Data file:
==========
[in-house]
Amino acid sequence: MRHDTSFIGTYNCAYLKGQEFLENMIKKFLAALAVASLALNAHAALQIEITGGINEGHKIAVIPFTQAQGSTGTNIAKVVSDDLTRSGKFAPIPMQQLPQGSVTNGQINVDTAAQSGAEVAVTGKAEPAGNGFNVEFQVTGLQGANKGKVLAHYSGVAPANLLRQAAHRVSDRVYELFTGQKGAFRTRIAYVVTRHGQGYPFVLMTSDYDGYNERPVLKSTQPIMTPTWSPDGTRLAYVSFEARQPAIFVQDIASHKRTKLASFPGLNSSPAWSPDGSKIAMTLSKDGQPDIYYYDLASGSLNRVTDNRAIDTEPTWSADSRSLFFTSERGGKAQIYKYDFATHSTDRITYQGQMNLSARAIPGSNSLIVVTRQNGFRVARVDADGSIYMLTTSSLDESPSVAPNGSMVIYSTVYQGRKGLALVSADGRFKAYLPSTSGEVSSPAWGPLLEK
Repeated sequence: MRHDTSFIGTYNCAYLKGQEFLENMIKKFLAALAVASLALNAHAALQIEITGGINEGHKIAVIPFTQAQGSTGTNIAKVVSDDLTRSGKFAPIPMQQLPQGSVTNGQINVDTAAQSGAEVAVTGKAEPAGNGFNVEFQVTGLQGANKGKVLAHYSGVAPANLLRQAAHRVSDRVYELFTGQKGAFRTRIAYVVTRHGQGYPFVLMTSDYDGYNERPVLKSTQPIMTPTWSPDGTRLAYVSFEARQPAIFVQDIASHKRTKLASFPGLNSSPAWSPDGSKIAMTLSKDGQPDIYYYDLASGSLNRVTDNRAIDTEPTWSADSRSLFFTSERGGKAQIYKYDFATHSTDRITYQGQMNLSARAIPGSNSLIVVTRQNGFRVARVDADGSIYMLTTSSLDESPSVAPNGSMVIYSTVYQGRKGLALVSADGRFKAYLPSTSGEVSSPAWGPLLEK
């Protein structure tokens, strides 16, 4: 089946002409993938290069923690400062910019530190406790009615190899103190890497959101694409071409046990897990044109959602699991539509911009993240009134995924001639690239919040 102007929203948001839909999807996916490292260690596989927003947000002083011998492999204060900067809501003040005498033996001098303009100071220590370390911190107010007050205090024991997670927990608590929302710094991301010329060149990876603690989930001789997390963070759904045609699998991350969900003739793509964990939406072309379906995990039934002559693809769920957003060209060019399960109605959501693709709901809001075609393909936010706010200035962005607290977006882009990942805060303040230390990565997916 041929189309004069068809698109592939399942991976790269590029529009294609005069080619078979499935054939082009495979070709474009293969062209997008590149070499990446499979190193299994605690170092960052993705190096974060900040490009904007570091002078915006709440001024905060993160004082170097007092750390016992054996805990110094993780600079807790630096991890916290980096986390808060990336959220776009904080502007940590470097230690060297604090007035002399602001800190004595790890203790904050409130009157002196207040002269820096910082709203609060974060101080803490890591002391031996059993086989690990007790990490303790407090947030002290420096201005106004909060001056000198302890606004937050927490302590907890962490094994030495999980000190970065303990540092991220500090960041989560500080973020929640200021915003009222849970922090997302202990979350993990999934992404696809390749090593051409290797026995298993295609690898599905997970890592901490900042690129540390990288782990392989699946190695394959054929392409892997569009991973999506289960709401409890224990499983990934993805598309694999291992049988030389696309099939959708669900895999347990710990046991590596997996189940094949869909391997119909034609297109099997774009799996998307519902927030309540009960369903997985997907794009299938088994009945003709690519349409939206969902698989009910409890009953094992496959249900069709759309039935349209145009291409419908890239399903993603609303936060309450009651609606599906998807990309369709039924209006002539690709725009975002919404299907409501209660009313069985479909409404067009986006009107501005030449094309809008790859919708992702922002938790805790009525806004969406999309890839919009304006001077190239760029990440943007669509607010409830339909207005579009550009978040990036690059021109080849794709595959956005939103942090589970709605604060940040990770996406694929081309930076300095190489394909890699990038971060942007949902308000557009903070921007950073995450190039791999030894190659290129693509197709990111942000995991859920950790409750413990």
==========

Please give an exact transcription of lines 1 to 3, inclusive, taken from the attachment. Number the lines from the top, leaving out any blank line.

[in-house]
Amino acid sequence: MRHDTSFIGTYNCAYLKGQEFLENMIKKFLAALAVASLALNAHAALQIEITGGINEGHKIAVIPFTQAQGSTGTNIAKVVSDDLTRSGKFAPIPMQQLPQGSVTNGQINVDTAAQSGAEVAVTGKAEPAGNGFNVEFQVTGLQGANKGKVLAHYSGVAPANLLRQAAHRVSDRVYELFTGQKGAFRTRIAYVVTRHGQGYPFVLMTSDYDGYNERPVLKSTQPIMTPTWSPDGTRLAYVSFEARQPAIFVQDIASHKRTKLASFPGLNSSPAWSPDGSKIAMTLSKDGQPDIYYYDLASGSLNRVTDNRAIDTEPTWSADSRSLFFTSERGGKAQIYKYDFATHSTDRITYQGQMNLSARAIPGSNSLIVVTRQNGFRVARVDADGSIYMLTTSSLDESPSVAPNGSMVIYSTVYQGRKGLALVSADGRFKAYLPSTSGEVSSPAWGPLLEK
Repeated sequence: MRHDTSFIGTYNCAYLKGQEFLENMIKKFLAALAVASLALNAHAALQIEITGGINEGHKIAVIPFTQAQGSTGTNIAKVVSDDLTRSGKFAPIPMQQLPQGSVTNGQINVDTAAQSGAEVAVTGKAEPAGNGFNVEFQVTGLQGANKGKVLAHYSGVAPANLLRQAAHRVSDRVYELFTGQKGAFRTRIAYVVTRHGQGYPFVLMTSDYDGYNERPVLKSTQPIMTPTWSPDGTRLAYVSFEARQPAIFVQDIASHKRTKLASFPGLNSSPAWSPDGSKIAMTLSKDGQPDIYYYDLASGSLNRVTDNRAIDTEPTWSADSRSLFFTSERGGKAQIYKYDFATHSTDRITYQGQMNLSARAIPGSNSLIVVTRQNGFRVARVDADGSIYMLTTSSLDESPSVAPNGSMVIYSTVYQGRKGLALVSADGRFKAYLPSTSGEVSSPAWGPLLEK